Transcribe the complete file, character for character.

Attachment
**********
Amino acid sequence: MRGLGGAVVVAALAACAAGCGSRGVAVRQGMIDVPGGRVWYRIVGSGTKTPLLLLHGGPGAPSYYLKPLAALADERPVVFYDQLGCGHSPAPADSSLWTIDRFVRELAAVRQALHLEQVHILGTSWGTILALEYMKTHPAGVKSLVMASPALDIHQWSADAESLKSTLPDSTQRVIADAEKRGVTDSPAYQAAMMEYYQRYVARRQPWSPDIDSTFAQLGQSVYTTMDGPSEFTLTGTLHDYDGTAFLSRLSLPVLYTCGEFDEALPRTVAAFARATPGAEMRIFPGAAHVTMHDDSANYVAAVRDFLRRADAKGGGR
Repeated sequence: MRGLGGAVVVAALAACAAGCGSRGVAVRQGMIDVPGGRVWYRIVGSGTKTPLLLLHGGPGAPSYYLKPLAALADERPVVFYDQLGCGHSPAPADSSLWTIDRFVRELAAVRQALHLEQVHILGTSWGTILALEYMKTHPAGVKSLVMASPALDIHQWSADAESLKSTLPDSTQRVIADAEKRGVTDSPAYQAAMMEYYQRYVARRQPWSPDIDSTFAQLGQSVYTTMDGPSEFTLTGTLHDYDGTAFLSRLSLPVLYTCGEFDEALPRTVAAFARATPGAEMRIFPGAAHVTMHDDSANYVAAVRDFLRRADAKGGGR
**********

Amino acid sequence: MRGLGGAVVVAALAACAAGCGSRGVAVRQGMIDVPGGRVWYRIVGSGTKTPLLLLHGGPGAPSYYLKPLAALADERPVVFYDQLGCGHSPAPADSSLWTIDRFVRELAAVRQALHLEQVHILGTSWGTILALEYMKTHPAGVKSLVMASPALDIHQWSADAESLKSTLPDSTQRVIADAEKRGVTDSPAYQAAMMEYYQRYVARRQPWSPDIDSTFAQLGQSVYTTMDGPSEFTLTGTLHDYDGTAFLSRLSLPVLYTCGEFDEALPRTVAAFARATPGAEMRIFPGAAHVTMHDDSANYVAAVRDFLRRADAKGGGR
Repeated sequence: MRGLGGAVVVAALAACAAGCGSRGVAVRQGMIDVPGGRVWYRIVGSGTKTPLLLLHGGPGAPSYYLKPLAALADERPVVFYDQLGCGHSPAPADSSLWTIDRFVRELAAVRQALHLEQVHILGTSWGTILALEYMKTHPAGVKSLVMASPALDIHQWSADAESLKSTLPDSTQRVIADAEKRGVTDSPAYQAAMMEYYQRYVARRQPWSPDIDSTFAQLGQSVYTTMDGPSEFTLTGTLHDYDGTAFLSRLSLPVLYTCGEFDEALPRTVAAFARATPGAEMRIFPGAAHVTMHDDSANYVAAVRDFLRRADAKGGGR